J&T BANKA WEALTH REPORT: Survey of Czech and Slovakian dollar millionaires

For the fourth time J&T BANKA, private bank of the successful, brings you unrivalled research on the behaviour and plans of Czech and Slovak dollar millionaires. Learn about the conclusions of this unique study and discover what our rich have to face, what hurts them, and where they invest.

Who are dollar millionaires?

Czech and Slovak dollar millionaires are mostly university graduates, (80% in the Czech Republic and 89% in Slovakia), standing on the threshold of their fifties, (the average age of respondents in the Czech Republic is 51 and in Slovakia 49). A whole 40% of Czech and 30% of Slovak millionaires are aged between 50 and 59. They expect a start-up of the economy and growth in GDP. They see the current economic situation rather as an opportunity for their investment. They are very active in civil society. They give to charity, support sports and cultural activities and actively engage in aiding victims of natural disasters. They are hurt by the way the justice system works, inefficiency of the government and high tax burdens. Dollar millionaires are in most cases company owners, (48% in the Czech Republic and 66% in Slovakia), executives in employment roles, (15% in the Czech Republic and 11% in Slovakia), or self-employed, (10% in the Czech Republic and 5% in Slovakia).

Dollar millionaires as investors

The majority of dollar millionaires consider themselves as conservative investors who regard correct layout of their investment portfolio as key. They are steered toward a certain conservatism primarily by the stage of life they find themselves in and they recognise their responsibility to their families, companies, and the people they employ.

They make decisions on investment very intuitively. Emotions play just as important a role as intuition when making a decision about a given investment, that is, how close a given sphere is to the investor. Dollar millionaires wish to understand to a considerable extent the field into which they are preparing to invest. In fact, 69% of Czech and 86% of Slovak dollar millionaires emphasise the importance of knowing a field.

Dollar millionaires often discuss their investments among small circles of friends and acquaintances, though it is a question of a professional "reciprocal exchange of information" where they offer their advice by way of exchange. Among dollar millionaires it is necessary to distinguish between "professional investors" who invest independently and who use a range of sources of information when making decisions, and between businessmen who deal with investments outside their own companies only marginally. For them, their primary source of information is therefore their private bankers.

Farmland and construction sites are climbing to the summit

Among dollar millionaires there is a visible departure from traditional investment tools which today, with the occurrence of a constant decrease in interest rates, no longer offer attractive appreciation. The most interesting areas of investment are agricultural land, (31% in the Czech Republic and 38% in Slovakia), or construction sites, (28% in the Czech Republic and 20% in Slovakia). The cost of farmland, which in comparison with that of neighbouring countries is very low, plays in its favour and therefore in all likelihood the cost of such land around Europe will sooner or later balance out.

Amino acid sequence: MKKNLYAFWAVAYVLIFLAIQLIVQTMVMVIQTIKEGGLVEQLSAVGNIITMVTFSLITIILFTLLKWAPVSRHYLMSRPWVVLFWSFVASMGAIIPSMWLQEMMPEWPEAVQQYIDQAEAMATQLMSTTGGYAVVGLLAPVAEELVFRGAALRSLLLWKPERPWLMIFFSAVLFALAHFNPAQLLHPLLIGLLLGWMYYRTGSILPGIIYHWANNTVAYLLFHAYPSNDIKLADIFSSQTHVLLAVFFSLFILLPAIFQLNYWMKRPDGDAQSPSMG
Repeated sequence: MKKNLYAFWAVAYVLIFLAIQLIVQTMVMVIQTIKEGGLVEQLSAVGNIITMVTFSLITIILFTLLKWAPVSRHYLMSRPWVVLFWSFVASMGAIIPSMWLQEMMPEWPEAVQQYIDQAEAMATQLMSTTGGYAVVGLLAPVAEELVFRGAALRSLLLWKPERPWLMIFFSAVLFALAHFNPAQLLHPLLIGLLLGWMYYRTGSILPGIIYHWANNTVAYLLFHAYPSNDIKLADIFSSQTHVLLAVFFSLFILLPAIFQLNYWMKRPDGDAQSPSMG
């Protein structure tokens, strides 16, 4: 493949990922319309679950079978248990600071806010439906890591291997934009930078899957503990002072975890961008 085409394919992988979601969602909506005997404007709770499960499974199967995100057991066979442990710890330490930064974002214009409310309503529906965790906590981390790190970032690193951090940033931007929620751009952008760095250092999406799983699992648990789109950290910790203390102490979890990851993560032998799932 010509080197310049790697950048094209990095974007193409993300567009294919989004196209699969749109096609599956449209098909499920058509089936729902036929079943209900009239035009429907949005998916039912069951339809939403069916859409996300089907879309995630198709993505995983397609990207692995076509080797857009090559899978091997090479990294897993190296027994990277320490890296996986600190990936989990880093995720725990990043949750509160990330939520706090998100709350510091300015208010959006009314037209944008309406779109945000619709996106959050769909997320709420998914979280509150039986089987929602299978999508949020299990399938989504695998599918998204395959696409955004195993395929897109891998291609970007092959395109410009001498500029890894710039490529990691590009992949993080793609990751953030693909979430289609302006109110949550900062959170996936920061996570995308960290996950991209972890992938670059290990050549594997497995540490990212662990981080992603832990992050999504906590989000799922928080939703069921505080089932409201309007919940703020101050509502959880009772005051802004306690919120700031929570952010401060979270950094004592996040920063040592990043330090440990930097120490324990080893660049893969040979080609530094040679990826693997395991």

The home stock exchange lacks allure

Purchasing companies, stock in foreign companies, and corporate bonds remain lucrative. Investment in shares, primarily in foreign companies is considered to be of interest, (24% in the Czech Republic and 23% in Slovakia). Both Czech and Slovak dollar millionaires, (52% of Czech and 75% of Slovakian), therefore agree that the Prague and Bratislava stock exchanges are not of interest for investment. This is primarily caused by limited offerings and minimal opportunity for traded companies to skyrocket.

Alternative investments are also in play

The desire to invest in companies can also be seen in the approach to start-ups. An entire 74% of Czech and 63% of Slovakian millionaires will not reject them. On the contrary, almost 40% are already contemplating investing in start-ups and approximately one in eight already has. Just as with investment in companies, here too there is a visible attempt to support the business and handing over of know-how. Alongside start-ups, dollar millionaires will not refuse alternative investments. Investment in paintings and other works of art, (45% in the Czech Republic and 38% in Slovakia), veterans, (16% in the Czech Republic and 21% in Slovakia), and in Slovakia also valuable coins, banknotes and old decorations, (9% in the Czech Republic and 29% in Slovakia), can enjoy the biggest interest. In contrast from a once traditional way of preserving wealth, philately is today in decline.

Expanding markets offer opportunity

Millionaires recognise the dynamically expanding south-east Asian market as the region to offer the most promising return on investment over the next three to five years. Indeed a whole 62% of Czech and 57% of Slovak dollar millionaires concur that the developing markets such as those of China, India, Russia, Africa or South America offer excellent possibilities for return on investment. At the same time they are very much aware of potential risks connected with such investments. The developed markets of Western Europe, the USA and Japan are considered stable yet only 45% of them regard these markets as places currently worth investing in.

Commodities have become a flop

The biggest slump in expected returns of investment was experienced by commodities, which dropped from 17% in 2013 to 7% this year among Czech millionaires. In Slovakia not only commodities experienced a downswing, (11% in 2013 versus 7% in 2014), but above all trading in currencies which plunged from 22% in 2013 to 9%.